It's time to let scientists study whether LSD, marijuana and ecstasy can ease psychiatric disorders
Discovery of new psychiatric medication, whether for the treatment of depression, autism or schizophrenia, is at a virtual standstill. As just one example, the antidepressants on the market today are no more effective at reversing the mood disorder than those that first became available in the 1950s.
New thinking is desperately needed to aid the estimated 14 million American adults who suffer from severe mental illness. Innovation would likely accelerate if pharmacologists did not have to confront an antiquated legal framework that, in effect, declares off-limits a set of familiar compounds that could potentially serve as the chemical basis for entire new classes of drugs.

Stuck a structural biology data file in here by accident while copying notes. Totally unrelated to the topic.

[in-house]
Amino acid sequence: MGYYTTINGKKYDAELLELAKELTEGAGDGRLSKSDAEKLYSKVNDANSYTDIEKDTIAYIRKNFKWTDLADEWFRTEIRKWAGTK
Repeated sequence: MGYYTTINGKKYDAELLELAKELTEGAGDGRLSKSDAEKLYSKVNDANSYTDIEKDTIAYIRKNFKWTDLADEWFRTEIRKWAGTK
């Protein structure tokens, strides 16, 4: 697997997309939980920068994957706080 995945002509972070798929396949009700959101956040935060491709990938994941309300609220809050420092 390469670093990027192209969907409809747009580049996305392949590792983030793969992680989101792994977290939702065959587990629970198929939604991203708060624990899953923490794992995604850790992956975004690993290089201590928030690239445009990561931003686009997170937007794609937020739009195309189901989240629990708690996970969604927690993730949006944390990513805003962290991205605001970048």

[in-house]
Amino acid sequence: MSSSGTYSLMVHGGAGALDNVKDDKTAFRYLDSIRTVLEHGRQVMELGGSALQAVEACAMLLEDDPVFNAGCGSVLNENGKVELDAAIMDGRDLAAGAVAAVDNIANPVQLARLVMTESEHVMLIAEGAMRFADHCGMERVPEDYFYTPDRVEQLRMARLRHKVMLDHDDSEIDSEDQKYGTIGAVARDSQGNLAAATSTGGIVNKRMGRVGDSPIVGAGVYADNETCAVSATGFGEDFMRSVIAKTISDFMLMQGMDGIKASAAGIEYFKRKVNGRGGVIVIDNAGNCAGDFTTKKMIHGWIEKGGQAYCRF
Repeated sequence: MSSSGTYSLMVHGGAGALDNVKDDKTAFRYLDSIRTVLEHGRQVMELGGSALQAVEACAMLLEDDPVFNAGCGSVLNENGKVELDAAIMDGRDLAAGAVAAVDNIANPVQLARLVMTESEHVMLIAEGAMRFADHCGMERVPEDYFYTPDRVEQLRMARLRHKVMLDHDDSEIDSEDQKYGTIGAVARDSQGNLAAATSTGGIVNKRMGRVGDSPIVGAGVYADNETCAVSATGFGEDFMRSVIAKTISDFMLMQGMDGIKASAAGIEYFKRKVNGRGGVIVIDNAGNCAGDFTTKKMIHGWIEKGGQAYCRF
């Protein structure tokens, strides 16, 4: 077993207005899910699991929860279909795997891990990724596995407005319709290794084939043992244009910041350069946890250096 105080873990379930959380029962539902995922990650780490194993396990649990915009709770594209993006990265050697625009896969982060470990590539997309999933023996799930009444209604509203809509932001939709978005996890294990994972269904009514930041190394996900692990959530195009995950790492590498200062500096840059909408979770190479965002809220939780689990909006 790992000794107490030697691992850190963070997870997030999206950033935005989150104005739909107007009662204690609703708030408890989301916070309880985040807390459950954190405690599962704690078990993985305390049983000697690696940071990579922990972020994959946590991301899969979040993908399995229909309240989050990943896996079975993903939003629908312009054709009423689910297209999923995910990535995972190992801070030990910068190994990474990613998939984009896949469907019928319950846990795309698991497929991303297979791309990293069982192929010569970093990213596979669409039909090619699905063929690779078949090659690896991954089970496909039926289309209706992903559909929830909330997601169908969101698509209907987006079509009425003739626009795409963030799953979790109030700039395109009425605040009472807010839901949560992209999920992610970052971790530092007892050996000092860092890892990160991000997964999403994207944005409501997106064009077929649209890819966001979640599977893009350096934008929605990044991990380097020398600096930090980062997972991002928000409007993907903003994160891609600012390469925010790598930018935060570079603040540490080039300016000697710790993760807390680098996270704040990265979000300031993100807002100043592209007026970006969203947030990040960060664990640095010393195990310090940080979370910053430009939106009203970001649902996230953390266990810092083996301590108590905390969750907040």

LSD, ecstasy (MDMA), psilocybin and marijuana have, for decades, been designated as drugs of abuse. But they had their origins in the medical pharmacopeia. Through the mid-1960s, more than 1,000 scientific publications chronicled the ways that LSD could be used as an aid to make psychotherapy more effective. Similarly, MDMA began to be used as a complement to talk therapy in the 1970s. Marijuana has logged thousands of years as a medicament for diseases and conditions ranging from malaria to rheumatism.